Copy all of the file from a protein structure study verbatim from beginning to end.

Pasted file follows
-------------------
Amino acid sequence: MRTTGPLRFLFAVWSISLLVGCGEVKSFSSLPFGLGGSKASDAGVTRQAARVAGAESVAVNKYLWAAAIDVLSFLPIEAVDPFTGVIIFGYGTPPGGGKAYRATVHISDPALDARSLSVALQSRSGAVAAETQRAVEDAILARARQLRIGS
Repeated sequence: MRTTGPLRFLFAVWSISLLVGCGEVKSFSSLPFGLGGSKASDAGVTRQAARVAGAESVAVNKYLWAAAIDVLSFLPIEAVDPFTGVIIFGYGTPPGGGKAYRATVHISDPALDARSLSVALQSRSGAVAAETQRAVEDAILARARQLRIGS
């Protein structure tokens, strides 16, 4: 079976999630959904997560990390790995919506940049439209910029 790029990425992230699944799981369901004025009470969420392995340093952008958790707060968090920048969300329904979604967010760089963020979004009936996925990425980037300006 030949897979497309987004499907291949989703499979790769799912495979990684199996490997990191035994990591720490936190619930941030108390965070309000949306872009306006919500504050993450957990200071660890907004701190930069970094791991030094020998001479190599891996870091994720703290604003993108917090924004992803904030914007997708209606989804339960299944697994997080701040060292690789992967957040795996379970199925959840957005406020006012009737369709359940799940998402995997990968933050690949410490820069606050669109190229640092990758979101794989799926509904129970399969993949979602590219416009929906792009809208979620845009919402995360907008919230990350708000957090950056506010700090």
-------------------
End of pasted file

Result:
Amino acid sequence: MRTTGPLRFLFAVWSISLLVGCGEVKSFSSLPFGLGGSKASDAGVTRQAARVAGAESVAVNKYLWAAAIDVLSFLPIEAVDPFTGVIIFGYGTPPGGGKAYRATVHISDPALDARSLSVALQSRSGAVAAETQRAVEDAILARARQLRIGS
Repeated sequence: MRTTGPLRFLFAVWSISLLVGCGEVKSFSSLPFGLGGSKASDAGVTRQAARVAGAESVAVNKYLWAAAIDVLSFLPIEAVDPFTGVIIFGYGTPPGGGKAYRATVHISDPALDARSLSVALQSRSGAVAAETQRAVEDAILARARQLRIGS
């Protein structure tokens, strides 16, 4: 079976999630959904997560990390790995919506940049439209910029 790029990425992230699944799981369901004025009470969420392995340093952008958790707060968090920048969300329904979604967010760089963020979004009936996925990425980037300006 030949897979497309987004499907291949989703499979790769799912495979990684199996490997990191035994990591720490936190619930941030108390965070309000949306872009306006919500504050993450957990200071660890907004701190930069970094791991030094020998001479190599891996870091994720703290604003993108917090924004992803904030914007997708209606989804339960299944697994997080701040060292690789992967957040795996379970199925959840957005406020006012009737369709359940799940998402995997990968933050690949410490820069606050669109190229640092990758979101794989799926509904129970399969993949979602590219416009929906792009809208979620845009919402995360907008919230990350708000957090950056506010700090």